Assistant Professor of Organizational Behavior
Stanford Graduate School of Business, Stanford University
Ashley Martin is an award-winning Organizational Behavior professor at Stanford University’s Graduate School of Business. We were impressed by Martin’s early impact both in the classroom among business students at Stanford as well as her impact in academia and the research community. Many current students nominated Martin based on her empathy, passion, and ability to make Zoom classes engaging.
Currently, Martin’s research is focused on gender.
“I’m interested in gender: what it is, how it shapes our cognition, and how it is different from other social categories, like race and age,” Martin says. “I find that the same diversity strategies used to promote racial inclusion can backfire when applied to gender. In contrast to best practices for promoting racial equality, where acknowledging differences often reduces racial bias and improves race relations, I show that in many cases, the opposite is true for gender. Instead of highlighting gender differences, focusing on the similarities between men and women can reduce gender stereotyping and improve women’s outcomes.”
Between her early influence in academia and the nominations we received, it was an easy decision to include Martin in this year’s 40 Under 40 Best Professors recognition.
Current age: 32
At current institution since what year?: 2018
- Com and MSc. in Management, Queen’s University
- Ph.D. in Management, Columbia Business School
List of MBA courses you currently teach:
- OB205: Managing Groups and Teams
TELL US ABOUT LIFE AS A BUSINESS SCHOOL PROFESSOR
I knew I wanted to be a business school professor when… I was working at a small investment firm and realized that I was far more interested in the behavior of the people around me than I was in the job itself. I decided to do a masters in organizational behavior to learn more about research and I fell in love with it. The rest is history.
What are you currently researching and what is the most significant discovery you’ve made from it?
I’m interested in gender: what it is, how it shapes our cognition, and how it is different from other social categories, like race and age.
I find that the same diversity strategies used to promote racial inclusion can backfire when applied to gender. In contrast to best practices for promoting racial equality, where acknowledging differences often reduces racial bias and improves race relations, I show that in many cases, the opposite is true for gender. Instead of highlighting gender differences, focusing on the similarities between men and women can reduce gender stereotyping and improve women’s outcomes.
In another project, with my collaborator Michael North, I find that the same people who are likely to reject sexism (and racism) are actually more likely to endorse ageism, as they see the goals of gender (and race) equality as incompatible with those that promote age equality.
To me, these findings have exposed some of the challenges in creating interventions and strategies to navigate inequality. The same solutions that might be effective for gender, might not be effective for race, and the same people who advocate for one disadvantaged group, might be more biased against another. I’ve learned that there needs to be more nuance in understanding inequality and in creating diversity interventions to address it.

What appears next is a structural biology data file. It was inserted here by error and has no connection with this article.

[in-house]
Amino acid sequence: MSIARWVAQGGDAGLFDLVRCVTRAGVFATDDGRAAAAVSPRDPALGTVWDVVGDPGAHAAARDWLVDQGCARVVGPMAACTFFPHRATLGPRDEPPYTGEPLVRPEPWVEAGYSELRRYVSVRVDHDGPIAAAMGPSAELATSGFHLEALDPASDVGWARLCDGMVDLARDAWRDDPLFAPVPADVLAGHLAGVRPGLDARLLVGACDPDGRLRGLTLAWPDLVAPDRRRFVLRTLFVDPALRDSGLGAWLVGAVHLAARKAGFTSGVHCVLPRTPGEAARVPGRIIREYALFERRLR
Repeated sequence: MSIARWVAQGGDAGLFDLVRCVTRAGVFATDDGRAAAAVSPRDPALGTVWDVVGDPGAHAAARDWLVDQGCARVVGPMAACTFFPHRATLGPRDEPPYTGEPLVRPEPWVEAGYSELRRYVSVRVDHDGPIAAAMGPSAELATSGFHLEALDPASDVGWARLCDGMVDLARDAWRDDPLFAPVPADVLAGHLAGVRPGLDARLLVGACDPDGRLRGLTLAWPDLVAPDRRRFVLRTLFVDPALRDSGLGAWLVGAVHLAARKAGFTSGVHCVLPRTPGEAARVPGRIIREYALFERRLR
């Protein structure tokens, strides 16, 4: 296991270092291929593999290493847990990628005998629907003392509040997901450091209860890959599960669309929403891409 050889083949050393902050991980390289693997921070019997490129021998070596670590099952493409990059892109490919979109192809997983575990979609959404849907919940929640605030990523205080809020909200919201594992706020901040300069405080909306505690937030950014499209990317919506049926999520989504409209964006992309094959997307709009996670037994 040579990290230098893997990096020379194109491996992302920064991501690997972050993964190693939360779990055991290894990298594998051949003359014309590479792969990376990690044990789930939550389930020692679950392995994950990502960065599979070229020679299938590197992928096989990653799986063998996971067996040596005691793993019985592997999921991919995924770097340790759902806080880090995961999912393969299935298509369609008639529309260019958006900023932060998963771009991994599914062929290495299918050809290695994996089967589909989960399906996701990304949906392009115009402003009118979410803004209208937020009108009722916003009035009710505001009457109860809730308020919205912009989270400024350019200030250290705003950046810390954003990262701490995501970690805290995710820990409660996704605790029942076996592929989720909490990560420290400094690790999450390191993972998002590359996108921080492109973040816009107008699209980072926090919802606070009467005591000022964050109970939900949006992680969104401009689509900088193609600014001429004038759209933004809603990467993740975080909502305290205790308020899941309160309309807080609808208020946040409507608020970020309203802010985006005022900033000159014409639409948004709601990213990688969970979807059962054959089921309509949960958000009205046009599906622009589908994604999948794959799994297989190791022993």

If I weren’t a business school professor… I would probably still be doing research in some capacity. Maybe at a think tank working on social problems or at Spotify trying to maximize people’s music experience. I like thinking about people and their experiences, so I imagine it would still be related to that.
What do you think makes you stand out as a professor?
I am a performer! I go to great lengths to keep students engaged. From curating my best personal anecdotes to dressing up for the exercises, I try to optimize for both learning and fun.
One word that describes my first time teaching: Exhilarating
Here’s what I wish someone would’ve told me about being a business school professor: You have to wear many hats. I went into this profession being focused on research, but I’m not just a researcher: I teach MBAs, design class content, sit on committees, and mentor Ph.D. students. There are many different roles you play as a business school professor, which makes the job interesting. It also makes it hard to get bored.
Professor I most admire and why: There are so many professors I draw inspiration from, but certainly, my advisor, Katherine Phillips, is the professor I admire most. She was a powerful force in the classroom, an ardent mentor to her students, and a thoughtful, creative researcher. She passed away last year and I still channel her energy and draw inspiration from her almost every day. I also admire my teaching mentors, Deb Gruenfeld and Maggie Neale, from whom I’ve learned everything I know about navigating an MBA classroom. I admire the way Brian Lowery approaches research and the way Modupe Akinola uses her voice to create change. There are many, many more, but I must also mention one of my all-time research heroes, Sandra Bem, who was a big and creative thinker and who paved the way for much of my work.
TEACHING MBA STUDENTS
What do you enjoy most about teaching business students?
They are eager, engaged, and willing to try anything, so class is always lively and interesting. I also learn a lot from them. I tend to think about organizations as collectives of groups and people, but the students bring in personal examples and interesting experiences, which gives me a different perspective.
What is most challenging?
Energy management. Whether you’re standing in front of a classroom or being on zoom all day, teaching an intensive course can be exhausting.
In one word, describe your favorite type of student: Eager